E-cigarette use increases risk of prediabetes, study finds

Substantial evidence on the health effects of e-cigarettes can help shape best public health practices in the United States, the results of a review suggest.

E-cigarette use is associated with an increased likelihood of prediabetes, an analysis of data from a large representative survey of the US population has shown.1

The findings, published in American Journal of Preventive Medicinesuggested important evidence on the health effects of e-cigarettes that can help shape best public health practices, according to the investigators.1

“Our study demonstrated a clear association between prediabetes risk and e-cigarette use,” said Shyam Biswal, PhD, of the Department of Environmental Health and Engineering at the Johns Hopkins Bloomberg School of Public Health, in a communicated. “With the dramatic increase in e-cigarette use and the prevalence of prediabetes over the past decade, our finding that e-cigarettes carry a similar risk to traditional cigarettes with respect to diabetes is important for understanding and treat the vulnerable.”1

To determine the association between e-cigarette use and prediabetes, researchers analyzed data from the Behavioral Risk Facto Surveillance System between 2016 and 2018.1

The survey is the largest representative annual health survey of American adults and provides data on chronic medical conditions, health outcomes, health-related risk behaviors and preventive services.1

Of the 600,046 respondents, approximately 66,000 were current e-cigarette users who reported a diagnosis of prediabetes. The data also showed that these people had a higher prevalence of high-risk lifestyle factors and worse mental and physical health status than non-smokers.1

Survey respondents were approximately 50.4% female, 67.7% non-Hispanic white, 12.2% non-Hispanic black, and 5% Hispanic. In addition, approximately 28.6% were aged 35 and over.1

E-cigarette use was associated with a higher risk of prediabetes compared to those who did not use e-cigarettes or traditional cigarettes.1

“We were surprised by the findings associating prediabetes with e-cigarettes, as they are touted as a safer alternative, which we now know is not the case,” Biswal said. “In the case of smoking, nicotine has a detrimental effect on insulin action, and it appears that e-cigarettes may also have the same effect.”1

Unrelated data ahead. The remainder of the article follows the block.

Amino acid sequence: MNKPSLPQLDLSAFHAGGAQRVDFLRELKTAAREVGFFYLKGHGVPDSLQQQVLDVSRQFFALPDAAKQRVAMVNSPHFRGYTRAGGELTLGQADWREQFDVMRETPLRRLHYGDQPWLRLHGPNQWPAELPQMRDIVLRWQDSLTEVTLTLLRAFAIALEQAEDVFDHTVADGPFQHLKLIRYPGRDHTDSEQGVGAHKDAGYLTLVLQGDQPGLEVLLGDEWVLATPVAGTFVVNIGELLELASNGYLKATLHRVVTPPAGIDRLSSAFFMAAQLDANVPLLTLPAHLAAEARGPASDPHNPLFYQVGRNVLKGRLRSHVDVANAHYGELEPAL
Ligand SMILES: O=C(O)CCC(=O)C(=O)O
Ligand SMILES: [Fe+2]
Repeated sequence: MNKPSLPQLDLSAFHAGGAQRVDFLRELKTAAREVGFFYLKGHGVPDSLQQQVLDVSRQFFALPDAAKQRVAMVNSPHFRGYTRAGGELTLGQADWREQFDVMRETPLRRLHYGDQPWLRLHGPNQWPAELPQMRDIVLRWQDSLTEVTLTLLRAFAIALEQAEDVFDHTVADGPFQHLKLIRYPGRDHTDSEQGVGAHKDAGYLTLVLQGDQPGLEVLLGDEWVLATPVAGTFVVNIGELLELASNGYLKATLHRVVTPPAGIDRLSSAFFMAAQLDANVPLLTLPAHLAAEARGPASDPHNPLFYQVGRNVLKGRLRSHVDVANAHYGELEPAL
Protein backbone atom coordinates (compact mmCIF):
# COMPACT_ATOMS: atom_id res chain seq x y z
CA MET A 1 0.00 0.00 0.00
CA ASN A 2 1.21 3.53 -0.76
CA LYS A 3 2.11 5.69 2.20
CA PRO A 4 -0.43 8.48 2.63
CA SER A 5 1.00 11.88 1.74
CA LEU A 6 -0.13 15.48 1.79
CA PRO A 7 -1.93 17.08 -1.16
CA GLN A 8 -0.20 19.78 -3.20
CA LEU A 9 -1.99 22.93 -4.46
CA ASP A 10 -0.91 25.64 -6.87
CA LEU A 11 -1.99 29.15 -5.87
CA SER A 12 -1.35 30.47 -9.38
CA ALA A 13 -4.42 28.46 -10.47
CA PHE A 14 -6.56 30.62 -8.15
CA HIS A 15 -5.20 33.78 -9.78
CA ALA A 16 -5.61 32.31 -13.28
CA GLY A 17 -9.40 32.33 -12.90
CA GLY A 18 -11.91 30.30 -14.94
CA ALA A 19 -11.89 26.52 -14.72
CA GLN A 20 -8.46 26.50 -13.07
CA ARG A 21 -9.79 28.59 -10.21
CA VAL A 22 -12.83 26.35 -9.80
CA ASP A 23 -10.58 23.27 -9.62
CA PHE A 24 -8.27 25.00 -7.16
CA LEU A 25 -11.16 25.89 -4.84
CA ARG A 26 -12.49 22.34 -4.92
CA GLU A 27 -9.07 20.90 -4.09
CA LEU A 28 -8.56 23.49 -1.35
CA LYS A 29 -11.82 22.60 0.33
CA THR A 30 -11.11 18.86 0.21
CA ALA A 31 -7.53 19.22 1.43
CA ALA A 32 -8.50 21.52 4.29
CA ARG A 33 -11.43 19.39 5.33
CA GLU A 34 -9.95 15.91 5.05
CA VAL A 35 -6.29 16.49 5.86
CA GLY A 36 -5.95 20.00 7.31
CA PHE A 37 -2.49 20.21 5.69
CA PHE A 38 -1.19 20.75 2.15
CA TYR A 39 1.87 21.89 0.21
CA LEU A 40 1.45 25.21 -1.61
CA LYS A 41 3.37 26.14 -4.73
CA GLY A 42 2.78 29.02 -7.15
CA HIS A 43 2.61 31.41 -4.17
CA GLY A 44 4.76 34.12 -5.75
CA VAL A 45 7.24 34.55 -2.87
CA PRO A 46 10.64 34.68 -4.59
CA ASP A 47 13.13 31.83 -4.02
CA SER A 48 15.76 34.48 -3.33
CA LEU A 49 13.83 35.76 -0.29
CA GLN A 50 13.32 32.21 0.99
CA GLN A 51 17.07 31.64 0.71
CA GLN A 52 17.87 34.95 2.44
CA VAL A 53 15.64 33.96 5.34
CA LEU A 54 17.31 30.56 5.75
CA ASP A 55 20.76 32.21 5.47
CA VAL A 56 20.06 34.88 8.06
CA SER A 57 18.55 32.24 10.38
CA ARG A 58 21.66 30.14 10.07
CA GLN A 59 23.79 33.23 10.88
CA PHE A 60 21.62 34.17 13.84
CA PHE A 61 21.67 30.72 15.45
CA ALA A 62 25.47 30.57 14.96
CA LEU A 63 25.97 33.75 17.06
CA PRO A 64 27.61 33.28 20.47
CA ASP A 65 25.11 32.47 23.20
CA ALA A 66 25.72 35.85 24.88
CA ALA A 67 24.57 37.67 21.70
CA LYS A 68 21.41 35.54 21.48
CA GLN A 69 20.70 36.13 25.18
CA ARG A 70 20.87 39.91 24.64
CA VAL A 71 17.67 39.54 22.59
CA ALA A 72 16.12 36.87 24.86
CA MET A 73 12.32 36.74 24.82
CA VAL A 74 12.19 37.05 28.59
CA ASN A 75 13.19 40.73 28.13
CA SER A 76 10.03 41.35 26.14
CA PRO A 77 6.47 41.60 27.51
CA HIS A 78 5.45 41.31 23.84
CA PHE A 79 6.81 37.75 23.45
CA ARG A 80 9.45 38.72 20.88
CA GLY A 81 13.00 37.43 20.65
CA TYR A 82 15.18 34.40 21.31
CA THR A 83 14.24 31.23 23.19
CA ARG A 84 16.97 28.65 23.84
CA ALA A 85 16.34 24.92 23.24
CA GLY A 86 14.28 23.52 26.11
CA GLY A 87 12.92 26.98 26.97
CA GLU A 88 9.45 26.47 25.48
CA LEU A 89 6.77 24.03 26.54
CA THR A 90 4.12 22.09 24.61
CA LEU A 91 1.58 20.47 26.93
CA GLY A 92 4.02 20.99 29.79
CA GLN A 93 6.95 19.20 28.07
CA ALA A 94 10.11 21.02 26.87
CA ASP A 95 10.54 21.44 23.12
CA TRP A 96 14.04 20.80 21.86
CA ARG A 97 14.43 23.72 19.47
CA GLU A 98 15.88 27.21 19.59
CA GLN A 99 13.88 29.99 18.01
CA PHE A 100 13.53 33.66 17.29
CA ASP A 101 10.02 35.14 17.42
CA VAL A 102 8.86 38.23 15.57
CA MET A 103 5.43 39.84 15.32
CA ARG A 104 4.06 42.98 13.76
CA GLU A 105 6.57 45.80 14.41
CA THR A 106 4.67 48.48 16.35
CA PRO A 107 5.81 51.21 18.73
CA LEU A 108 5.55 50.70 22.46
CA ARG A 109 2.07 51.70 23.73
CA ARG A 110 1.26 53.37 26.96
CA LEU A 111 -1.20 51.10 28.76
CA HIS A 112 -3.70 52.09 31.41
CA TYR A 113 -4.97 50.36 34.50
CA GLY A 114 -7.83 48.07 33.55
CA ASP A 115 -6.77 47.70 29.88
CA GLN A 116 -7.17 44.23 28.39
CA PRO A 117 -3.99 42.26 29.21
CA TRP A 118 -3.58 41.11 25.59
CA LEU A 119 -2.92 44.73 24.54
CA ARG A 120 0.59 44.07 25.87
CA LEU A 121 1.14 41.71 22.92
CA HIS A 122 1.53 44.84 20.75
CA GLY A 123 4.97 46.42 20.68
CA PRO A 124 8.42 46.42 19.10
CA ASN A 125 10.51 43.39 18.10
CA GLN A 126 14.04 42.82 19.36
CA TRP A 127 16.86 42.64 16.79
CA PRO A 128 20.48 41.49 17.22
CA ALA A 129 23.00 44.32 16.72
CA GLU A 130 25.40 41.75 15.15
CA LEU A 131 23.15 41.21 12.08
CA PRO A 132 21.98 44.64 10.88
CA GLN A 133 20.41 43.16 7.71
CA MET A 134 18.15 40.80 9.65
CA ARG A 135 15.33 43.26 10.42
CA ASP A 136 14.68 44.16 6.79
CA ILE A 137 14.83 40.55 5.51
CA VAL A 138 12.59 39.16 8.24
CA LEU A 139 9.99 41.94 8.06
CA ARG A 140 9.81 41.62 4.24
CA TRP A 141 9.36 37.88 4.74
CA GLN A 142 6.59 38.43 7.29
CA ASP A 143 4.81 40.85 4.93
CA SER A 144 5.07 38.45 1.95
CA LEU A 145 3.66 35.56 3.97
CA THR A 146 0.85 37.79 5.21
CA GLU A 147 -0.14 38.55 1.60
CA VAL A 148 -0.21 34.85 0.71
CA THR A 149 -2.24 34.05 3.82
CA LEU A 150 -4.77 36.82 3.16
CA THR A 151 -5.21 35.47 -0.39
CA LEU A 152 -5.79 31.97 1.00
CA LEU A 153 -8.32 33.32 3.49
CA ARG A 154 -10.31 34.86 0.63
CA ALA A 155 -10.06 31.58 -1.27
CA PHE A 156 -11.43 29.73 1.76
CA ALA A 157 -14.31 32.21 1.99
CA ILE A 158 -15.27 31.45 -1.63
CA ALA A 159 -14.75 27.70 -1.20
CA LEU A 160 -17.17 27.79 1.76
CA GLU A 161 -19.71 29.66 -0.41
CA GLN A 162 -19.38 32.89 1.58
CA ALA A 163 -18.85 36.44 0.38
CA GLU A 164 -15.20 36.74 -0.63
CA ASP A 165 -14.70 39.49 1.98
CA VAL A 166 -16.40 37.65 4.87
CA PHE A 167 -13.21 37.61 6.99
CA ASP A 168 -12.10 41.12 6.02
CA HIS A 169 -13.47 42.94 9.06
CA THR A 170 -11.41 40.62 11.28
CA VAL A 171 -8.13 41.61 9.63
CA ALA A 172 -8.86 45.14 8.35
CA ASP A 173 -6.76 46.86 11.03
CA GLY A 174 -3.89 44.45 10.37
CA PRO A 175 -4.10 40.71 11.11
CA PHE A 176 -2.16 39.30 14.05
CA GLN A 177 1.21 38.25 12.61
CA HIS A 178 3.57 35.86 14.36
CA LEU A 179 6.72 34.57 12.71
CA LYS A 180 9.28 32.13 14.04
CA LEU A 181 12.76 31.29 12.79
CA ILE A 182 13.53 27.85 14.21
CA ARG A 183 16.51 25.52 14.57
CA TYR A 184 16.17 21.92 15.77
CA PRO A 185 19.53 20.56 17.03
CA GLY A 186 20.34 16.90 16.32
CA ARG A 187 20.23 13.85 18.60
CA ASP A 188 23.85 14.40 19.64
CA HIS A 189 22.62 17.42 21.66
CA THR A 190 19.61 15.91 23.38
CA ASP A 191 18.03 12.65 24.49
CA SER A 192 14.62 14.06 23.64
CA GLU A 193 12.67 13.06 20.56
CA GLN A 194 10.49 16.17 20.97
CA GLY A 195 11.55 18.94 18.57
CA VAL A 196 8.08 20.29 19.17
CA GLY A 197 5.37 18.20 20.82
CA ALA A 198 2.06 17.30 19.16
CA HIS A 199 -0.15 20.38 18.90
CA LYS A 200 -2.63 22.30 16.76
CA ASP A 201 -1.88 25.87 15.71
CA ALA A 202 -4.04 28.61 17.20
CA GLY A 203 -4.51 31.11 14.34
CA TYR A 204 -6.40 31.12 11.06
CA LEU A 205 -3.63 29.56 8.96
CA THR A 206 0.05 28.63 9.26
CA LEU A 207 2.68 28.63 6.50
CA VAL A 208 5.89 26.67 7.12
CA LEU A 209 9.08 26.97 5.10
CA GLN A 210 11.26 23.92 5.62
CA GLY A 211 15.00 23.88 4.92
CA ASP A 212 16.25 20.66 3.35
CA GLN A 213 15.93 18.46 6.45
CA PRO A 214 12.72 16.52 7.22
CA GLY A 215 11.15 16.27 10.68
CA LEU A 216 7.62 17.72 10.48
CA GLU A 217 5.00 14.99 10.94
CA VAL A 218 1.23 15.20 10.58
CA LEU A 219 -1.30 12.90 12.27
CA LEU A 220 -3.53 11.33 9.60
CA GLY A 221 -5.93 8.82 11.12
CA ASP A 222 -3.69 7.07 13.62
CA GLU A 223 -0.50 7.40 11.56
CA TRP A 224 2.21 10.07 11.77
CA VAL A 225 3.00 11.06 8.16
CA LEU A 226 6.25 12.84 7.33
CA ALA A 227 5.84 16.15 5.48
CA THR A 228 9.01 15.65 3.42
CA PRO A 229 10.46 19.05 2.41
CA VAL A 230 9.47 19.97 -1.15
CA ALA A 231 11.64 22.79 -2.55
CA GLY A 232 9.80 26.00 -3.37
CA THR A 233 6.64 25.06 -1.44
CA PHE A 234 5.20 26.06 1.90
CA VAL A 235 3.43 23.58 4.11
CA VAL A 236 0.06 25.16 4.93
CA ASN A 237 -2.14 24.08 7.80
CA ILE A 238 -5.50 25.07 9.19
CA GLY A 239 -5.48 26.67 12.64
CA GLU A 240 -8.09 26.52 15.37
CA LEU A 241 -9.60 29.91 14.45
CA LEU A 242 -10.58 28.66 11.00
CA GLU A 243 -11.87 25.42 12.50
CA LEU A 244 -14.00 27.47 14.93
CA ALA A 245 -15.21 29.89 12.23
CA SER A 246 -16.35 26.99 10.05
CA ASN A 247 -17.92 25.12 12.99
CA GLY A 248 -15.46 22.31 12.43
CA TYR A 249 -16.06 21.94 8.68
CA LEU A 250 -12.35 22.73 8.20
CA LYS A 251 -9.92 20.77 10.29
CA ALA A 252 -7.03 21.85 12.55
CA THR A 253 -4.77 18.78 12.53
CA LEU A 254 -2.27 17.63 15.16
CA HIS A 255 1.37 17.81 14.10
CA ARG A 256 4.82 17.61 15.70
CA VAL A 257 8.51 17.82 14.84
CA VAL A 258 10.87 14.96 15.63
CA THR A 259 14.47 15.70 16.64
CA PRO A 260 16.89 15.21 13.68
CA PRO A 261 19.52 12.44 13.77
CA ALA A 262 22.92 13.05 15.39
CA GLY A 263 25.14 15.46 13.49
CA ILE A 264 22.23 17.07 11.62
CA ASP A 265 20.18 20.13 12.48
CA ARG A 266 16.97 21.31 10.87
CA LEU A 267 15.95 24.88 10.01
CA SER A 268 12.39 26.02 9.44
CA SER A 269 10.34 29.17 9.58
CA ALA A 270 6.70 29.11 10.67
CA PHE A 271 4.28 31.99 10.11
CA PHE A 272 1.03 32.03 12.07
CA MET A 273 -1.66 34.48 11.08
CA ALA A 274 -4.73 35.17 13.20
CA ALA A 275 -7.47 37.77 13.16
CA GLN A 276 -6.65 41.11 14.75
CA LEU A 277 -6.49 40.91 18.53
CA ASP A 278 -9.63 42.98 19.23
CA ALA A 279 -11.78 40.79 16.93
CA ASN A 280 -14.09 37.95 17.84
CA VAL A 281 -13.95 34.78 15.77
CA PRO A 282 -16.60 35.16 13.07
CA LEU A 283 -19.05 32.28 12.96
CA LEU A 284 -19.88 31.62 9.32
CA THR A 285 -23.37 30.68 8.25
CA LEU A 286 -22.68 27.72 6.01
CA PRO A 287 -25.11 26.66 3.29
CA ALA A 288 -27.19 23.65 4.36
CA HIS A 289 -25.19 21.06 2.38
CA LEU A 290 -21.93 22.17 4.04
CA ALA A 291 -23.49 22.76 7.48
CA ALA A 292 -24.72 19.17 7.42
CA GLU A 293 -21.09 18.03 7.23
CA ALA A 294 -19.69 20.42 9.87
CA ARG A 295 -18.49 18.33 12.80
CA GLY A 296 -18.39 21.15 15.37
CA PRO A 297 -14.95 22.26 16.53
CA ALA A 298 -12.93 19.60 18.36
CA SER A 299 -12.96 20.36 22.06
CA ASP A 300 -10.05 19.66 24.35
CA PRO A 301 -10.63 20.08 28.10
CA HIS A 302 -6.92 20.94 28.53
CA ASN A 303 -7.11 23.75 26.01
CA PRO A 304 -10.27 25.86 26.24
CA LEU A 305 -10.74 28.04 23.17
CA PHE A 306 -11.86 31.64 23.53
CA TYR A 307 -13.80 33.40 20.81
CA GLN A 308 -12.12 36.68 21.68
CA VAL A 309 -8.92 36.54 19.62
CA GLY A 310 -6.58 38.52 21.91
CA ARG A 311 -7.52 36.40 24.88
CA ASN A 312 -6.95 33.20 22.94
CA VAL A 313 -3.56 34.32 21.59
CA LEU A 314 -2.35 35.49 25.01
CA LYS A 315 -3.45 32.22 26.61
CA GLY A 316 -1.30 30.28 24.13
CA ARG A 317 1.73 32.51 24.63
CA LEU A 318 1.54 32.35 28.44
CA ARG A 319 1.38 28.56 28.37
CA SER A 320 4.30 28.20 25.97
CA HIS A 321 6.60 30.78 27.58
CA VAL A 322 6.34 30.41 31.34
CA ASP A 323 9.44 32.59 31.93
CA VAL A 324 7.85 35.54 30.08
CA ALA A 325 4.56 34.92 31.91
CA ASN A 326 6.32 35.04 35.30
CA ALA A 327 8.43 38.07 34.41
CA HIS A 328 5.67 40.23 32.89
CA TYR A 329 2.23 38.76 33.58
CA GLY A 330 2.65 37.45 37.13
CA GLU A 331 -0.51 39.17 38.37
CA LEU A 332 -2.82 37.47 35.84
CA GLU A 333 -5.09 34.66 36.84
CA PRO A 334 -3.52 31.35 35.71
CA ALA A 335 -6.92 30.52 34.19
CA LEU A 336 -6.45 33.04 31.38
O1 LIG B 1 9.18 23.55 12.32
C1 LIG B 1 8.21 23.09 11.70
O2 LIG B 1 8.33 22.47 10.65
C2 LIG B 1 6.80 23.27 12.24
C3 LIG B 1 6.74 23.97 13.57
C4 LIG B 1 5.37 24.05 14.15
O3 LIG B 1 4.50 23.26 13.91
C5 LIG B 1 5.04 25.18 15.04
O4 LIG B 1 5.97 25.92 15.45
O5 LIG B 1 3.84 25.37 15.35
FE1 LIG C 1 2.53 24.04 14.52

Electronic cigarettes are sometimes promoted as a safer alternative or harm reduction product for those who smoke traditional cigarettes. However, the use of electronic cigarettes has increased among young people, which is an ongoing public health problem.1

According to the CDC, people who smoke cigarettes are about 30 to 40 percent more likely to develop type 2 diabetes than people who don’t smoke.2

People with diabetes who smoke are also more likely than those who do not smoke to have problems with insulin dosing and managing their diabetes. This can include other serious health conditions such as heart disease, kidney disease, peripheral neuropathy, low blood sugar in the legs, and retinopathy.2

Prediabetes is a reversible lifestyle that is manageable, according to the statement.1

Investigators recommend that targeting reduction in e-cigarette use and educating young adults could help reduce this risk of diabetes.1


1. Evidence links e-cigarette use to an increased risk of prediabetes. EurekAlert, press release. March 3, 2022. March 4, 2022. https://www.eurekalert.org/news-releases/945011

2. Advice from former smokers: diabetes. CDC. Updated February 8, 2022. Accessed March 4, 2022. https://www.cdc.gov/tobacco/campaign/tips/diseases/diabetes.html#:~:text=In%20fact%2C%20people%20who %20smoke ,people%20who%20do%20not smoke.&text=People%20with%20diabetes%20who%20smoker and%20with%20manage%20their%20condition

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